Thousands of dollars from next year’s student fees were divvied up when the ASWC Senate passed the 2011-12 ASWC budget in their meeting on Sunday, April 17.
Though the decrease in the ASWC student fee from 320 to 316 dollars per person could potentially have strained the budget, ASWC was also budgeting with an increase of 15 students, and thus another 4,740 dollars. Overall the decrease in budget was small: it went from close to 485,000 dollars to 470,840 dollars.
Members of ASWC are still pleased with their decision to decrease the student fund. As junior Fritz Siegert, finance chair elect, pointed out, it did not cause problems.
“It didn’t affect the budget tremendously,” he said. “And ASWC wants to show the students that we understand they and their families are going through some tough financial times.”
Junior Matt Dittrich, current finance chair and president elect, agrees.
“There were some surpluses last year, so lowering the student fee was logical. The greatest disservice we can do to students is not spend the money we took from them,” he said.
The entire budget endeavor lasts just over a month, beginning with a request for campus clubs and organizations to turn in budget request forms, moving to a finance committee meeting, two budget hearings and culminating with the Senate’s vote of approval.
A notable change in this year’s budget was an increase from 93,036 dollars to 116,445 dollars for campus media organizations–a 25.16 percent increase in the allocation to these groups this year. This change is primarily because the newly-formed yearbook, Waiilatpu, received 15,409 dollars. quarterlife also received a 69 percent increase in funds in order to improve their publication. Additionally, KWCW received 12 percent increase in funding, blue moon a five percent increase and The Pioneer a two percent increase.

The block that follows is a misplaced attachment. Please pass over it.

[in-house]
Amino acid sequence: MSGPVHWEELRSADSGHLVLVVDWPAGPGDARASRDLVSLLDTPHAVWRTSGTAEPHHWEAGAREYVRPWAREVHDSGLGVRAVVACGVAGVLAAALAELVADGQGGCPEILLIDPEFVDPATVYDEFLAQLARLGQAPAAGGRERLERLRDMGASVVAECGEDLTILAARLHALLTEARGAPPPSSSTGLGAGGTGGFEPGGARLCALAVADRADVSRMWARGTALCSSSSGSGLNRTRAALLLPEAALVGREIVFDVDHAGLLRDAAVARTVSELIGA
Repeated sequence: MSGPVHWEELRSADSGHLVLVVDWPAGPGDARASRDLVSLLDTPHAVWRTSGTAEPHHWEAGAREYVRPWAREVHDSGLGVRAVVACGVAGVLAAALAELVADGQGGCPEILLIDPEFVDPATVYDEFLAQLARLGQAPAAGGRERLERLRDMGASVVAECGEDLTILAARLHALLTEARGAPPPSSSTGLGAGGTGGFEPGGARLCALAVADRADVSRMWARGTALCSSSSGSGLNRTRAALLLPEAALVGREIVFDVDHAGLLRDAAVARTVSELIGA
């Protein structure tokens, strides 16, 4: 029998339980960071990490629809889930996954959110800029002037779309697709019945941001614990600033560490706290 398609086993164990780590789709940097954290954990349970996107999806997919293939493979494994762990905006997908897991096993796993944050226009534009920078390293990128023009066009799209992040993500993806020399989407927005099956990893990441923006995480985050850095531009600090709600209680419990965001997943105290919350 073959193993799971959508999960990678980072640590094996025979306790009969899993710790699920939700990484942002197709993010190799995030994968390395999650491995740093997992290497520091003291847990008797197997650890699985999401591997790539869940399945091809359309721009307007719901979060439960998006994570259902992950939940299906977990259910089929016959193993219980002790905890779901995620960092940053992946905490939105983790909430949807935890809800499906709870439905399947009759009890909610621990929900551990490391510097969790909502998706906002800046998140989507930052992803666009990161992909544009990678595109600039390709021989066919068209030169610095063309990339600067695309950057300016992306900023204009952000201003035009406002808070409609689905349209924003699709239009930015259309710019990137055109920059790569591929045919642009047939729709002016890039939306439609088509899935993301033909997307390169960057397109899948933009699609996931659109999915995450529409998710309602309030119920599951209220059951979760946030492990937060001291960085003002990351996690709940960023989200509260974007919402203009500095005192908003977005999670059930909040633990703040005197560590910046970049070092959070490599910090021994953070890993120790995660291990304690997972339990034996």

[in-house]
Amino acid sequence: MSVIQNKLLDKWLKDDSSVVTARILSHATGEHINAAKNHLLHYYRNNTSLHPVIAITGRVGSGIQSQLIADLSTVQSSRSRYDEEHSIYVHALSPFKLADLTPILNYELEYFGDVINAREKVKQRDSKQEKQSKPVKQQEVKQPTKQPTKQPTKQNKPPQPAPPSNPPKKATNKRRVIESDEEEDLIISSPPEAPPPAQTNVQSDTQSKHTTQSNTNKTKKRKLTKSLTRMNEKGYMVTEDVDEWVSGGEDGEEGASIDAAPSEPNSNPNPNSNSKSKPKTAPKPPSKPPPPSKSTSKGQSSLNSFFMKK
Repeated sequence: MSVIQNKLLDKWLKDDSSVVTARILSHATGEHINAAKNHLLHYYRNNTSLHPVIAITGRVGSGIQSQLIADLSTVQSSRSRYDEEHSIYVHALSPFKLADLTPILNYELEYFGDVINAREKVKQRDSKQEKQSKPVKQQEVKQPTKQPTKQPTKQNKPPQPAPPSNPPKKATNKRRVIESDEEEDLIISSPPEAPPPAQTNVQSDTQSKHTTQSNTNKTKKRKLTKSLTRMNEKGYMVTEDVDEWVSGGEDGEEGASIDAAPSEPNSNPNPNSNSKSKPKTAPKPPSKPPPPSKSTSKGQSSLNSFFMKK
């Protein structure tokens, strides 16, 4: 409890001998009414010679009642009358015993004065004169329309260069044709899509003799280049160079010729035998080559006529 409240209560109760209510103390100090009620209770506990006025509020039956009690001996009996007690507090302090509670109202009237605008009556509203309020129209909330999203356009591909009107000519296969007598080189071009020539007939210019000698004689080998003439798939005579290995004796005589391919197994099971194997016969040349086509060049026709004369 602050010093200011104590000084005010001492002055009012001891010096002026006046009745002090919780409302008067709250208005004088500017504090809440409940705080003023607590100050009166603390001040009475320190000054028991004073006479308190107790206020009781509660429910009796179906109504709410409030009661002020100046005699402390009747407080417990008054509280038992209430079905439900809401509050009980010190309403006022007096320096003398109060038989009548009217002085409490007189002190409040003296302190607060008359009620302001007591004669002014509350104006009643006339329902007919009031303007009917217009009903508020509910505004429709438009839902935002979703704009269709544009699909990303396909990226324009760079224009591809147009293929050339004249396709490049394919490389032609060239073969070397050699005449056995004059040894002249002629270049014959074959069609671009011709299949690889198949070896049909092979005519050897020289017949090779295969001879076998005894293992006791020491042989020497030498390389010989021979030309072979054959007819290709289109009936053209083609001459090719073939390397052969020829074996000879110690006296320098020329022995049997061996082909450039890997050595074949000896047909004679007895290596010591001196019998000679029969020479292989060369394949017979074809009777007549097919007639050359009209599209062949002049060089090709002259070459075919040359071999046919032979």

Dittrich says the purpose for increased funding stems from the positive reaction these organizations receive from students and excellent leadership within the groups themselves.
“This reflects the overwhelming student support for expanding literary publications. People want things in print,” he said.
Sophomore Molly Esteve, current layout editor of quarterlife and future editor-in-chief, said that despite the fact quarterlife originally asked for 9,500 dollars, they are pleased with the 6,700 dollars ASWC granted them.
“We definitely support their efforts and agree with the amount allotted. They look out for Whitman’s media organizations and we’re thankful for their confidence that quarterlife will do great things with a larger budget,” she said.
quarterlife plans to use these extra funds to increase the size of their publication from about 40 to 100 pages and to change the binding to what Esteve calls “less staples, more blue moon.”
As Esteve points out, next year will be a transition year for quarterlife: they will be printing two of their four issues in the new binding. They hope that in two more years, all four issues will be in the improved format.
Esteve attributes quarterlife’s success to its staff.
“The main factors contributing to quarterlife’s growth have been phenomenal staff members with ambitious attitudes,” she said.
Senior Matt Bachmann, editor of “Hey Man,” KWCW’s newly-established music magazine, is also pleased with the money KWCW received.
KWCW requested money from the Travel and Student Development Fund to produce “Hey Man” this semester. Next semester the publication’s costs are covered in KWCW’s budget.
“ASWC has been very supportive of KWCW over the last couple years,” he said. “One thing I really appreciate about Whitman is that if you have a good idea, ASWC will almost always work with you to make it happen.”
A handful of groups, including BSU and the Whitman College Fencing Club, received funding cuts of several hundred dollars or more despite requesting increased funding. Several new groups received at least 1,000 dollars, including Challah for Hunger, Eye-to-Eye and Model U.N.